Some ask whether it's fair to talk about trend growth at 7% when the latest quarter has shown 9.2%. Is an estimate of trend growth of 7% sensible, when we've got one quarter growth of a full 2.2 percentage points above it? My response lies in `procyclical policies' that India is following. The way India works, capital flows do well when things are good, RBI cuts real interest rates when capital flows come in, the government spends more when things are good. All this acts as a stimulant and exaggerates the good times. I say this with great sadness because all these aspects will exaggerate the bad times when they inevitably come. India has a poor macro policy framework. What Indian macro policy does is to magnify the cycle, to exaggerate the fluctuations. This is part of why we see a one-quarter result of 9.2% at a time when the trend is more likely to be ~ 7%.

Some say that I shouldn't worry about the gloomy outlook for world GDP growth when India and China are doing so well - these countries can power the world economy. The data doesn't support that. China is 5% of the world's GDP and India is 2%. The numbers just aren't big enough to counteract sluggishness in the US, Japan and Eurozone, all three of which are likely to turn in anemic numbers in the next 12 quarters.

Update (2006-12-13): Akash Prakash has a main piece in Business Standard today on these issues.


  1. Interesting. IMHO, the key to sustaining an 8% growth rate over the next 2 decades lies in how quickly the 'trickle down' effect happens. There is a lot of talk about 'inclusive growth'. For that to happen we need to get a lot things right - such as primary education and health services. Any ideas on how to fund & implement these?

  2. Hi Sir,

    Do you agree that the current domestic investment boom will keep the GDP growth above the trend growth over the next 2-3 years?

    If yes, then what do you think should the government not do to repeat the hard landing that was witnessed in late mid-nineties? A drop in GDP growth from a avg of 7.6% during 1995-97 to 5.2% during 1998-2003.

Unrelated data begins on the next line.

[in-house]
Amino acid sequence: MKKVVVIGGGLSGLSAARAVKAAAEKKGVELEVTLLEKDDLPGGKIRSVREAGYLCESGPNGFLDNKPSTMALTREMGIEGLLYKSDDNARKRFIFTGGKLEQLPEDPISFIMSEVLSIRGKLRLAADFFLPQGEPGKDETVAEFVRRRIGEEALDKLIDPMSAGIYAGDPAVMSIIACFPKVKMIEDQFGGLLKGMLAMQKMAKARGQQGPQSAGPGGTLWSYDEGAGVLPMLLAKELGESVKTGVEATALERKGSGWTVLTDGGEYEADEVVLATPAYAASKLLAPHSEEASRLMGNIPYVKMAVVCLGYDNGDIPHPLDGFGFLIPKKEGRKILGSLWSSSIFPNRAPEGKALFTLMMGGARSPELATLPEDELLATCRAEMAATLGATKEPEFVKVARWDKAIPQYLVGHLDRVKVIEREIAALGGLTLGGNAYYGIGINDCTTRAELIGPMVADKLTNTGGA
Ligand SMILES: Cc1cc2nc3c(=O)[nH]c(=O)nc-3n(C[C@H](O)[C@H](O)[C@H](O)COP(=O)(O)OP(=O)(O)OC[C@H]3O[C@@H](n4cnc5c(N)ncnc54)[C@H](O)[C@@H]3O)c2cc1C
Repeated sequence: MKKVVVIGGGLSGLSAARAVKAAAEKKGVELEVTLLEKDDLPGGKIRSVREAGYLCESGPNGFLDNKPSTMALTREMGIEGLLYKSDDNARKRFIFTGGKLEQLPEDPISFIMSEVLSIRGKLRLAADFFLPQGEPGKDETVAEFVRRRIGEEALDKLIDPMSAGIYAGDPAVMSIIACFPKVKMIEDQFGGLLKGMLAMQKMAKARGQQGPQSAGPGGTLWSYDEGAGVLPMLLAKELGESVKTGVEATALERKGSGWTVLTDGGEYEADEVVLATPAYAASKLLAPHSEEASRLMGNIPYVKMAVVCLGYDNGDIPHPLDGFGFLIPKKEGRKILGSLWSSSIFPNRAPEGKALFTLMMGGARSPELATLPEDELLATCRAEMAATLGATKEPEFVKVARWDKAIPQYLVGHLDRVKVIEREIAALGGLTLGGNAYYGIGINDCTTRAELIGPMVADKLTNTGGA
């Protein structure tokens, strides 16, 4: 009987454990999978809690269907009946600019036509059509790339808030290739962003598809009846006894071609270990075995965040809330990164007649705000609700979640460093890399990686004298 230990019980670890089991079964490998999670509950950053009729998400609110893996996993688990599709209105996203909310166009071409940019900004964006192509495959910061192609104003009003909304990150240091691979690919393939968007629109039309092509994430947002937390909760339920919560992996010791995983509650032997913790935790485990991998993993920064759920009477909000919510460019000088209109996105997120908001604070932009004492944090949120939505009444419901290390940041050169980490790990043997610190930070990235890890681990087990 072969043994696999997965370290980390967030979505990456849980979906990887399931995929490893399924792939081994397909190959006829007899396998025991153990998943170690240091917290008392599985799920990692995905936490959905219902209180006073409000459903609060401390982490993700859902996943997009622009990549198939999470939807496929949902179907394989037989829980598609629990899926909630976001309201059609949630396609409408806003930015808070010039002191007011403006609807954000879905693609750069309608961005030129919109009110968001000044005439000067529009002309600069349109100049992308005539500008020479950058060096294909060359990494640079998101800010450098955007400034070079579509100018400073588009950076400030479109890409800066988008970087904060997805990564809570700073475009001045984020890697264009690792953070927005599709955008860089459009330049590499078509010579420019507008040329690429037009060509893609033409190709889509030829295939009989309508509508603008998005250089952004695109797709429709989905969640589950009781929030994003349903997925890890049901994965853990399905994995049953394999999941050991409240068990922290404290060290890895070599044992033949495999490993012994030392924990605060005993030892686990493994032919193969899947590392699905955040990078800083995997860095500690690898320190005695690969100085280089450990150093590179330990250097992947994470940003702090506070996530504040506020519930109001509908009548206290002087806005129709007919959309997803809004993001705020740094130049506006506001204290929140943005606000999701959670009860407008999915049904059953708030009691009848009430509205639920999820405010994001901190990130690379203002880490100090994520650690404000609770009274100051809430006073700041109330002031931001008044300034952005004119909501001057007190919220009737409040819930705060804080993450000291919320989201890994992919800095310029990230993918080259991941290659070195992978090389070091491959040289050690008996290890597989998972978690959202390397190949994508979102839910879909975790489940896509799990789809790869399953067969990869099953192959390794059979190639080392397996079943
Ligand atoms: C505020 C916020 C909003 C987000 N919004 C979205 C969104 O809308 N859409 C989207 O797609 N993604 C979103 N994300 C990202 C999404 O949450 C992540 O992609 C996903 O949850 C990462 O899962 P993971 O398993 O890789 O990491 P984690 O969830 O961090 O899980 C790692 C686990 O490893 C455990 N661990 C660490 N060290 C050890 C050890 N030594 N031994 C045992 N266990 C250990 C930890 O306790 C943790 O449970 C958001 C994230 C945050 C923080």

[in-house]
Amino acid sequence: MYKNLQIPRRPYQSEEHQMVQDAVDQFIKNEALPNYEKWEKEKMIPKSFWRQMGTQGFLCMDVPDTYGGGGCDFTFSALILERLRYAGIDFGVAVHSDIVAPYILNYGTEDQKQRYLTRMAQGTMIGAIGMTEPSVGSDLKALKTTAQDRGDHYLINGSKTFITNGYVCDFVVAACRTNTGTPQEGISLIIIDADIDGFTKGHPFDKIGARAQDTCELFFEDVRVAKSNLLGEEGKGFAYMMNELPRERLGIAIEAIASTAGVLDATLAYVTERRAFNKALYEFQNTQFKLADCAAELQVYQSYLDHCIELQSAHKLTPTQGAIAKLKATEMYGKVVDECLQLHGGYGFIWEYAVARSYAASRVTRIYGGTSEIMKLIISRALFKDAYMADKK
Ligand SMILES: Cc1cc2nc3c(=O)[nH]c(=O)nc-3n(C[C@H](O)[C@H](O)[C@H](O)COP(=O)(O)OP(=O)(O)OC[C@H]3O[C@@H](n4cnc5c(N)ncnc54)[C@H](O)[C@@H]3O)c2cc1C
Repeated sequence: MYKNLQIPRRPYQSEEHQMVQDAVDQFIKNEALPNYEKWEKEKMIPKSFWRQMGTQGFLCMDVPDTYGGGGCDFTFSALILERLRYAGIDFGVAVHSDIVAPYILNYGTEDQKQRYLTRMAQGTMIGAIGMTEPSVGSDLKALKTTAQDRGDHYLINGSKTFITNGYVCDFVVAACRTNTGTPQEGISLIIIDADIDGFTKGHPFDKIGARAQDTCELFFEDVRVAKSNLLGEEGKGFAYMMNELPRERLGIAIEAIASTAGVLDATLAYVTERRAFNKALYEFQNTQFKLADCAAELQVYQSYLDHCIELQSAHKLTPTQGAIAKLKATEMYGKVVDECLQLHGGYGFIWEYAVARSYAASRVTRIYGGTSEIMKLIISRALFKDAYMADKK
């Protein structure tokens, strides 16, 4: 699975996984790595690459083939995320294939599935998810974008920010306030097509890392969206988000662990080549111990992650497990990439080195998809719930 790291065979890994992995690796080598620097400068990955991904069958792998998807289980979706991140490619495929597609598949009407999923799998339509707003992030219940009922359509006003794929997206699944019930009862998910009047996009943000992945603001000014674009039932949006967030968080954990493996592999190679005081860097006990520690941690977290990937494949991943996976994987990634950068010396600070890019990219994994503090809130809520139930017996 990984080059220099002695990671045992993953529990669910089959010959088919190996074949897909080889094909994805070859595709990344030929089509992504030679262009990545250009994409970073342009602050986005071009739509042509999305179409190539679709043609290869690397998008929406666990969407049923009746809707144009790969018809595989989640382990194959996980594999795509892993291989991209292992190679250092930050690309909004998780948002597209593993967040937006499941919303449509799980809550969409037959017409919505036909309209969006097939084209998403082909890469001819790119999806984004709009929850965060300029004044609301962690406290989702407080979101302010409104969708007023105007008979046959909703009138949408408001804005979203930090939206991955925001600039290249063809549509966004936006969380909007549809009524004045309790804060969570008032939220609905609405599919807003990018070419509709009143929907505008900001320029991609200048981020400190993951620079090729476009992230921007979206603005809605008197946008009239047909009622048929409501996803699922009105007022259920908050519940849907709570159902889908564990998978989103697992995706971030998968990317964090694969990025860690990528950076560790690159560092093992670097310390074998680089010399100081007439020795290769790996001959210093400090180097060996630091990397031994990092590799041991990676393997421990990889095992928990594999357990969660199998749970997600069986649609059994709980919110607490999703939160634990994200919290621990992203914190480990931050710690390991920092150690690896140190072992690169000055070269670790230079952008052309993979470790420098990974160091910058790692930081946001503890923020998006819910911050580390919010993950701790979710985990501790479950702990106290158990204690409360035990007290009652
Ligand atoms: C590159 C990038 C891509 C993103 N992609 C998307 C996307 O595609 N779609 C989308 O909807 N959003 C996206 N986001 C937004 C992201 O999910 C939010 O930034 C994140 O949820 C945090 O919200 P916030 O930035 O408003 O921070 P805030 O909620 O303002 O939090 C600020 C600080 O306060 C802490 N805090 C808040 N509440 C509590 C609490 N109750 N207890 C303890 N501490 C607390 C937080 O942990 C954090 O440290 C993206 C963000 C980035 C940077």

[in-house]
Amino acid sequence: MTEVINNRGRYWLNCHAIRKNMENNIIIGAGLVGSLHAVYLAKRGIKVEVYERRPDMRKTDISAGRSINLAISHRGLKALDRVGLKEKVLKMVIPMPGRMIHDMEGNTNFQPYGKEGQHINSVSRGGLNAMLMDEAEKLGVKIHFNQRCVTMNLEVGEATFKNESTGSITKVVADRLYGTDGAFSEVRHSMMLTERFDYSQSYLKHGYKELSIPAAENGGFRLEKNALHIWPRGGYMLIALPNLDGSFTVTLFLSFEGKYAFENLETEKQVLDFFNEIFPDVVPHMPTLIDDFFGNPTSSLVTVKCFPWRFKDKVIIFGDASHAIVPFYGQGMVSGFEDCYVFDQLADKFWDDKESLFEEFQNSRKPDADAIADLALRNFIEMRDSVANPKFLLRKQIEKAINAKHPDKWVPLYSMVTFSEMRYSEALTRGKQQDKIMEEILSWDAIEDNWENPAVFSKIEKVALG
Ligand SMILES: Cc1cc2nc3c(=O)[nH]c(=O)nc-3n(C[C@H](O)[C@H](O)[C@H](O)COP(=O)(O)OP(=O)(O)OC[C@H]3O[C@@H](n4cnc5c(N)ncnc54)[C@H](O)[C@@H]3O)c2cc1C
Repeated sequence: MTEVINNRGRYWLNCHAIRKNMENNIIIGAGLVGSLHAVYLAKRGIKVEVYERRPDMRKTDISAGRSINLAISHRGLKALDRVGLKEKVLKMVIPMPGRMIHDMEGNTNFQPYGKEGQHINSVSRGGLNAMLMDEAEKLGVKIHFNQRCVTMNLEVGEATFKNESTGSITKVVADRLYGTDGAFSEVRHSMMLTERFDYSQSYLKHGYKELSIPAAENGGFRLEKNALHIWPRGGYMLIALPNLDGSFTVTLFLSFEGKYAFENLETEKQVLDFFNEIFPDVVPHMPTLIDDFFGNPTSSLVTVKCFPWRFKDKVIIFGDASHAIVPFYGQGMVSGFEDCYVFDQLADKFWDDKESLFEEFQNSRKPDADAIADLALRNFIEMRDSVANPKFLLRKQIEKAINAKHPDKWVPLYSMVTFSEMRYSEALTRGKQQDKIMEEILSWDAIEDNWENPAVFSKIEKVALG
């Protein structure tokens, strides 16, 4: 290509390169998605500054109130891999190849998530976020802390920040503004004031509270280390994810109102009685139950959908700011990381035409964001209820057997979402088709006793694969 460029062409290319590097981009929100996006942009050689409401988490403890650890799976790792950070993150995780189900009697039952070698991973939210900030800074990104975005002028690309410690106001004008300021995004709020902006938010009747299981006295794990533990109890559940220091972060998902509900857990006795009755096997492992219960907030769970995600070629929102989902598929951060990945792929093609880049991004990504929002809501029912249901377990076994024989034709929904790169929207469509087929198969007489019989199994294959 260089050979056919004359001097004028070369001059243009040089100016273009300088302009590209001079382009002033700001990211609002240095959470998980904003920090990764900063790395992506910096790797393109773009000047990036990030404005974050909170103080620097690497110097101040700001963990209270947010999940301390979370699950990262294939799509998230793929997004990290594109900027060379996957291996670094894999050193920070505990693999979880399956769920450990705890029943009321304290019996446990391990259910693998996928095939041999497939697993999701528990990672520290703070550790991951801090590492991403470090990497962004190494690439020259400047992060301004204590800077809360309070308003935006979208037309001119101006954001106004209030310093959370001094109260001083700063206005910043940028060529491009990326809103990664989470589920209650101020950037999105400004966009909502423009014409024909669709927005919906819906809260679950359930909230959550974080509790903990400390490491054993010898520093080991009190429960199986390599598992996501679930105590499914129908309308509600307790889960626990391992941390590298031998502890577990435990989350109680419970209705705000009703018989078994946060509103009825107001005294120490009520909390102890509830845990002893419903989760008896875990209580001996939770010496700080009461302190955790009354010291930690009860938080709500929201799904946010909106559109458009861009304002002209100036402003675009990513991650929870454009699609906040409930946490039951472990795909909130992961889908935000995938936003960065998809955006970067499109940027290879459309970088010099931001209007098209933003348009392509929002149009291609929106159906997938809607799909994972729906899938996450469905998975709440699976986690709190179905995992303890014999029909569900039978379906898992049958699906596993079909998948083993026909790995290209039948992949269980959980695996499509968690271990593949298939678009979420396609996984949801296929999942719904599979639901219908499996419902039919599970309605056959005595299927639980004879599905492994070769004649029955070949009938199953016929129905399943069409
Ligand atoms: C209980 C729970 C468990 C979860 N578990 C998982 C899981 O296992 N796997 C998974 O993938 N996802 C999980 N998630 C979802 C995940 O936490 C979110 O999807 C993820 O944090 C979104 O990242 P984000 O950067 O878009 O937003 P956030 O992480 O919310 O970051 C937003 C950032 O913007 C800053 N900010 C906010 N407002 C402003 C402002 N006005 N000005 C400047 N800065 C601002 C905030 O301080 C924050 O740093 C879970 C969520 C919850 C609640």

Then, the interest rates were raised dramatically leading to a sharp drop in demand/investments/growth in the subsequent years. But not doing so at this juncture can lead to a further increase in inflation?

  3. More than 60% of the population contributes to only 20% of our GDP in agriculture. The remaining 35% contribute to 80% of our GDP. IMHO, our primary focus must be to increase the productivity in agriculture by investing in biotechnology and reduce the workforce from agriculture to manufacturing sector. Any country that is heavily dependent on agriculture can hardly sustain in this global economy.

  4. Have you done any theorising about the interest elasticity of investments in 'free' India? Or are there any links to someone who has attempted this? Thanks

  5. India is beginning to make news worldwide. It’s just the right time to think India. There's a new sense of confidence in Indian business. This confidence arises from the growing success of Indian enterprise in the face of competition in an increasing number of sectors. The India growth story is going stronger than ever. Favourable demographic and psychographic changes relating to India’s consumer class, international exposure, availability of quality retail space, wider availability of products and brand communication are some of the factors that are driving the retail in India. Real estate consultancy Jones Lang Lasalle Meghraj has identified 50 Indian cities that are likely to witness most of the retail action over the next couple of years — both in terms of development of malls and advent of organised retailers. And Jaipur, Lucknow and Kochi find mention among cities poised for “high growth.For more view-